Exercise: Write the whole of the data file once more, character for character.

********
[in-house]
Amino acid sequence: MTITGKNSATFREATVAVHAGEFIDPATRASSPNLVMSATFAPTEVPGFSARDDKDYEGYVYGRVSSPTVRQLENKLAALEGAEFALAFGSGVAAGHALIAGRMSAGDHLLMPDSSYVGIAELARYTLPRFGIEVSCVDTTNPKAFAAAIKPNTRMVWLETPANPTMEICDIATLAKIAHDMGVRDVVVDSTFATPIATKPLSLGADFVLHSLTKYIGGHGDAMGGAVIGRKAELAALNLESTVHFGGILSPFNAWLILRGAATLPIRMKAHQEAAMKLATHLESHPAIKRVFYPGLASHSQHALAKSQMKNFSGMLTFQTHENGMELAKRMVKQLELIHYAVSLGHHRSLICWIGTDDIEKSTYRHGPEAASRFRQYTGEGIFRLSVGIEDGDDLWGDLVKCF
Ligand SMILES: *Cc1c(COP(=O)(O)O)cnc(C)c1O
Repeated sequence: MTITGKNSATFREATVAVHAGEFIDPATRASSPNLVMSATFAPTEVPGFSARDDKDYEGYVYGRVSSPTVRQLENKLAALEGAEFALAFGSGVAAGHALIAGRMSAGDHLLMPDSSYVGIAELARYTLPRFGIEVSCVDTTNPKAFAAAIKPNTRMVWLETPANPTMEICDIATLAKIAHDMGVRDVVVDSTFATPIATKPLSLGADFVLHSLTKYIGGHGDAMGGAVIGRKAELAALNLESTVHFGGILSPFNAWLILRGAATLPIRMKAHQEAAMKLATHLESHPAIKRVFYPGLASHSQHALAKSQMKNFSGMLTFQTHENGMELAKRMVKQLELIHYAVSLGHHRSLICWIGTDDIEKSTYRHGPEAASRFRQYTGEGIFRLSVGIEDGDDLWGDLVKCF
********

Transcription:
[in-house]
Amino acid sequence: MTITGKNSATFREATVAVHAGEFIDPATRASSPNLVMSATFAPTEVPGFSARDDKDYEGYVYGRVSSPTVRQLENKLAALEGAEFALAFGSGVAAGHALIAGRMSAGDHLLMPDSSYVGIAELARYTLPRFGIEVSCVDTTNPKAFAAAIKPNTRMVWLETPANPTMEICDIATLAKIAHDMGVRDVVVDSTFATPIATKPLSLGADFVLHSLTKYIGGHGDAMGGAVIGRKAELAALNLESTVHFGGILSPFNAWLILRGAATLPIRMKAHQEAAMKLATHLESHPAIKRVFYPGLASHSQHALAKSQMKNFSGMLTFQTHENGMELAKRMVKQLELIHYAVSLGHHRSLICWIGTDDIEKSTYRHGPEAASRFRQYTGEGIFRLSVGIEDGDDLWGDLVKCF
Ligand SMILES: *Cc1c(COP(=O)(O)O)cnc(C)c1O
Repeated sequence: MTITGKNSATFREATVAVHAGEFIDPATRASSPNLVMSATFAPTEVPGFSARDDKDYEGYVYGRVSSPTVRQLENKLAALEGAEFALAFGSGVAAGHALIAGRMSAGDHLLMPDSSYVGIAELARYTLPRFGIEVSCVDTTNPKAFAAAIKPNTRMVWLETPANPTMEICDIATLAKIAHDMGVRDVVVDSTFATPIATKPLSLGADFVLHSLTKYIGGHGDAMGGAVIGRKAELAALNLESTVHFGGILSPFNAWLILRGAATLPIRMKAHQEAAMKLATHLESHPAIKRVFYPGLASHSQHALAKSQMKNFSGMLTFQTHENGMELAKRMVKQLELIHYAVSLGHHRSLICWIGTDDIEKSTYRHGPEAASRFRQYTGEGIFRLSVGIEDGDDLWGDLVKCF